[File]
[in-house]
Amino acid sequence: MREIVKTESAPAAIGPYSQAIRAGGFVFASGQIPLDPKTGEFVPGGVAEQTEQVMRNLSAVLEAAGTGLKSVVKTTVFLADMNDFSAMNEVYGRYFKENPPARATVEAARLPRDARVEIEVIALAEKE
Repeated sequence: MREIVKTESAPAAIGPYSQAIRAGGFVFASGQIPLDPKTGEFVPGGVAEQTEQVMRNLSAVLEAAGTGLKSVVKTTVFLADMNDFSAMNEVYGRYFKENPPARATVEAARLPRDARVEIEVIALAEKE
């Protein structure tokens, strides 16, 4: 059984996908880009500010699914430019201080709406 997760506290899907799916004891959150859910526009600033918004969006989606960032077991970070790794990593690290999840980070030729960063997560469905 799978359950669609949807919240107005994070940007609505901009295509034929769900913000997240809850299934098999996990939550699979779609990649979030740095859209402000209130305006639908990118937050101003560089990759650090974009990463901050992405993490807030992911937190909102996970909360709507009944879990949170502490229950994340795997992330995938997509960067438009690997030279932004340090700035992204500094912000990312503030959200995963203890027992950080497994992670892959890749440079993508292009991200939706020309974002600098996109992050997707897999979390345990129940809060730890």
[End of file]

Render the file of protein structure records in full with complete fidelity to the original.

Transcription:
[in-house]
Amino acid sequence: MREIVKTESAPAAIGPYSQAIRAGGFVFASGQIPLDPKTGEFVPGGVAEQTEQVMRNLSAVLEAAGTGLKSVVKTTVFLADMNDFSAMNEVYGRYFKENPPARATVEAARLPRDARVEIEVIALAEKE
Repeated sequence: MREIVKTESAPAAIGPYSQAIRAGGFVFASGQIPLDPKTGEFVPGGVAEQTEQVMRNLSAVLEAAGTGLKSVVKTTVFLADMNDFSAMNEVYGRYFKENPPARATVEAARLPRDARVEIEVIALAEKE
């Protein structure tokens, strides 16, 4: 059984996908880009500010699914430019201080709406 997760506290899907799916004891959150859910526009600033918004969006989606960032077991970070790794990593690290999840980070030729960063997560469905 799978359950669609949807919240107005994070940007609505901009295509034929769900913000997240809850299934098999996990939550699979779609990649979030740095859209402000209130305006639908990118937050101003560089990759650090974009990463901050992405993490807030992911937190909102996970909360709507009944879990949170502490229950994340795997992330995938997509960067438009690997030279932004340090700035992204500094912000990312503030959200995963203890027992950080497994992670892959890749440079993508292009991200939706020309974002600098996109992050997707897999979390345990129940809060730890």